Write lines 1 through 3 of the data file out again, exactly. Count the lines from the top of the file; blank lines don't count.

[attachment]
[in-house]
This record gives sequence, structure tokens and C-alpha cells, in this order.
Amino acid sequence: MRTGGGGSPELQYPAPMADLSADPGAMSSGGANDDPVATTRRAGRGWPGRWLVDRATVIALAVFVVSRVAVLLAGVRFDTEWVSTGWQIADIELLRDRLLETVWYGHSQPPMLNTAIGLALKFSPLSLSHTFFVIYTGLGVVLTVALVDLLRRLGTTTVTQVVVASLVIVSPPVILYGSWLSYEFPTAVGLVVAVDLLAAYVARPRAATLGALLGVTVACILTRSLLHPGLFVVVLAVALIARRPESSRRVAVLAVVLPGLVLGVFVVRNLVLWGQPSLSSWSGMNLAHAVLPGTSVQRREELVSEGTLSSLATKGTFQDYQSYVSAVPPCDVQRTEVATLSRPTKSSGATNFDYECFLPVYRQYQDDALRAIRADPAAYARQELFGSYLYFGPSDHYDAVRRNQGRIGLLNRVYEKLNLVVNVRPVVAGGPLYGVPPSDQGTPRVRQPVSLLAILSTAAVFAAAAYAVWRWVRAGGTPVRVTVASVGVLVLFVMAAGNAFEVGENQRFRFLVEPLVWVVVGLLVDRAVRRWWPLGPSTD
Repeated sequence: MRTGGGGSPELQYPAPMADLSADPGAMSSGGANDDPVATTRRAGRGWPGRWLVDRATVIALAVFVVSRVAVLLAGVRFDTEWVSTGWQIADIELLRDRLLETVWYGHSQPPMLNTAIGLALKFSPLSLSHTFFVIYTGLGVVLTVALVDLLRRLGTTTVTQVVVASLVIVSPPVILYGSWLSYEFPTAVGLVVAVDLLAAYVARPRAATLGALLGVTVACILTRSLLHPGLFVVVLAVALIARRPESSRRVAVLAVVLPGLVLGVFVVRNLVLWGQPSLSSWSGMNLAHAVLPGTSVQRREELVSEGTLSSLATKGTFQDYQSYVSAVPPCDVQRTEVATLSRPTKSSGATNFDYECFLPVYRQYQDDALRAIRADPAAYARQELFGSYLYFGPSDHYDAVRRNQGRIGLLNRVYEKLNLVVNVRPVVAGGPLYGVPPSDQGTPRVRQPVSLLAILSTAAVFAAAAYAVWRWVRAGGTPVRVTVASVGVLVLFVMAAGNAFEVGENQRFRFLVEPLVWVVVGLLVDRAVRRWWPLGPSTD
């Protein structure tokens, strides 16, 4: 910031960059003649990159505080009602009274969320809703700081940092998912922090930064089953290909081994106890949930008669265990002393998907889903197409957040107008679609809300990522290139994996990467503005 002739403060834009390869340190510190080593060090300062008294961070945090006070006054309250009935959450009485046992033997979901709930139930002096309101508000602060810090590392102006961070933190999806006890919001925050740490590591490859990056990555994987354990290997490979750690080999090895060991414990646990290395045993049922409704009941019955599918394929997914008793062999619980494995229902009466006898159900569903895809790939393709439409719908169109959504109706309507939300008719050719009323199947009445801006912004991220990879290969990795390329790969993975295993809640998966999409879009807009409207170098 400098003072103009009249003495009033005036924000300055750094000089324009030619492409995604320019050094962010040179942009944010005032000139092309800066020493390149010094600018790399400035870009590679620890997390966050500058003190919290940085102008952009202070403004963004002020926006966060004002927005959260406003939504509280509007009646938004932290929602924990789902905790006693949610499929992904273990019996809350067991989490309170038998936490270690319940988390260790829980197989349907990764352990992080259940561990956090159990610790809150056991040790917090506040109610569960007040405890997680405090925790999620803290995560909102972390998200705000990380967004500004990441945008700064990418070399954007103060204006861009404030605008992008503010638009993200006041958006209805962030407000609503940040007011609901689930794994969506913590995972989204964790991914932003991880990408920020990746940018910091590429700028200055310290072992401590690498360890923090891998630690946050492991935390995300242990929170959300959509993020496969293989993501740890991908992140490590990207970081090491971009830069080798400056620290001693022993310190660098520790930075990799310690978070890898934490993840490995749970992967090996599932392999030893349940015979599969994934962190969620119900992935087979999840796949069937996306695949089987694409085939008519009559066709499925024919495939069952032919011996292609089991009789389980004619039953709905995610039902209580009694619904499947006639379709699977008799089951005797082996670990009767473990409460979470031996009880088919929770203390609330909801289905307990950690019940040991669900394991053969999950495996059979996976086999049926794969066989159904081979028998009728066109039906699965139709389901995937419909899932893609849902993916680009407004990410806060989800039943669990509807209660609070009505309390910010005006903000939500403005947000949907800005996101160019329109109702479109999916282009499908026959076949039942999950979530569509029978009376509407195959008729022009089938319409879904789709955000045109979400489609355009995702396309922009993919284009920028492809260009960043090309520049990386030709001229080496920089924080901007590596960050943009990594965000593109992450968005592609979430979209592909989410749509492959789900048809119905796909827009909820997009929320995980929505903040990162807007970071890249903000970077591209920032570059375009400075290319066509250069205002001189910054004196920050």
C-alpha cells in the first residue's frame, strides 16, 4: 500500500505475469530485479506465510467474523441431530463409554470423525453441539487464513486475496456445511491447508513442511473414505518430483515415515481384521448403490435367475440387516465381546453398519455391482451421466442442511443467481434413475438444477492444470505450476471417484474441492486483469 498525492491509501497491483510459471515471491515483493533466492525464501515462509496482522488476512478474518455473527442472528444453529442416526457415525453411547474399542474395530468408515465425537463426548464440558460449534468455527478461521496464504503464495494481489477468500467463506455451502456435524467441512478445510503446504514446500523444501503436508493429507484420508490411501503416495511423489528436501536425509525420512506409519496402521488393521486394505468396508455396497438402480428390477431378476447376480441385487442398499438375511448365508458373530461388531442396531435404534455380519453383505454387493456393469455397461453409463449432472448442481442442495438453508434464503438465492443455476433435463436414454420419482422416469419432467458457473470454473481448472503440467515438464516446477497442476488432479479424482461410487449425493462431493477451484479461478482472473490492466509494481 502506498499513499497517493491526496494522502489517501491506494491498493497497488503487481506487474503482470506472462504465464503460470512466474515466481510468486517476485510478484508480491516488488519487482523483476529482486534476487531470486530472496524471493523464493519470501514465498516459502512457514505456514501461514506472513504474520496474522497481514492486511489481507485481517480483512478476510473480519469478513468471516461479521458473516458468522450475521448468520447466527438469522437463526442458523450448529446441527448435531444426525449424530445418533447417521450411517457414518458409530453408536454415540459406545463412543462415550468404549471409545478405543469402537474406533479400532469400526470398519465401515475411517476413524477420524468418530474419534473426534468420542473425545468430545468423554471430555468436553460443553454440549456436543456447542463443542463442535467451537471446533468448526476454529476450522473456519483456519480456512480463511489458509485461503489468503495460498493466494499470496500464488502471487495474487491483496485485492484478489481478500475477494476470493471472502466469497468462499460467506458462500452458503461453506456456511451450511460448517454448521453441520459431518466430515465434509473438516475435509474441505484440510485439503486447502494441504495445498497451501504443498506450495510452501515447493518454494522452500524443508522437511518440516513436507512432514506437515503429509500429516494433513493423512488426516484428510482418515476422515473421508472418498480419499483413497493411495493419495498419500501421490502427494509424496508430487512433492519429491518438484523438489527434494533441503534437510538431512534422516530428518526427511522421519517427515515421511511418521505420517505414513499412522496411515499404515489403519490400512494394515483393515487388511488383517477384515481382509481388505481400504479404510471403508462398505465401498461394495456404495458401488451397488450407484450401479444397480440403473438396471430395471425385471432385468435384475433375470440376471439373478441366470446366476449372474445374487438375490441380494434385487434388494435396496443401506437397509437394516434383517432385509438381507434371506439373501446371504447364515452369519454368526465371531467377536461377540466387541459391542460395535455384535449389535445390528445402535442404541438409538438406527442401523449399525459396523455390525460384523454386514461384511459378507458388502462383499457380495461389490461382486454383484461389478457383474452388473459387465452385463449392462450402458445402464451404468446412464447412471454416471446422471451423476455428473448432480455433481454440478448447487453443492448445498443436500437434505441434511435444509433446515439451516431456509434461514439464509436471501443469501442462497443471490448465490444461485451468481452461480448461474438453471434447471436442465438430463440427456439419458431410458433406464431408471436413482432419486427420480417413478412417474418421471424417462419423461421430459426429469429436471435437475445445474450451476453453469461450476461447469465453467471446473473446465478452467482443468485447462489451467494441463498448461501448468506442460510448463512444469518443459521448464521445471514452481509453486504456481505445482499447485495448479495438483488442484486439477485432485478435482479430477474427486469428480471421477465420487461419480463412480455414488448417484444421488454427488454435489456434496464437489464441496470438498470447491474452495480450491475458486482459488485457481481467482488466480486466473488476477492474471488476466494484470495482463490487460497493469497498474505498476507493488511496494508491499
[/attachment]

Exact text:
[in-house]
This record gives sequence, structure tokens and C-alpha cells, in this order.
Amino acid sequence: MRTGGGGSPELQYPAPMADLSADPGAMSSGGANDDPVATTRRAGRGWPGRWLVDRATVIALAVFVVSRVAVLLAGVRFDTEWVSTGWQIADIELLRDRLLETVWYGHSQPPMLNTAIGLALKFSPLSLSHTFFVIYTGLGVVLTVALVDLLRRLGTTTVTQVVVASLVIVSPPVILYGSWLSYEFPTAVGLVVAVDLLAAYVARPRAATLGALLGVTVACILTRSLLHPGLFVVVLAVALIARRPESSRRVAVLAVVLPGLVLGVFVVRNLVLWGQPSLSSWSGMNLAHAVLPGTSVQRREELVSEGTLSSLATKGTFQDYQSYVSAVPPCDVQRTEVATLSRPTKSSGATNFDYECFLPVYRQYQDDALRAIRADPAAYARQELFGSYLYFGPSDHYDAVRRNQGRIGLLNRVYEKLNLVVNVRPVVAGGPLYGVPPSDQGTPRVRQPVSLLAILSTAAVFAAAAYAVWRWVRAGGTPVRVTVASVGVLVLFVMAAGNAFEVGENQRFRFLVEPLVWVVVGLLVDRAVRRWWPLGPSTD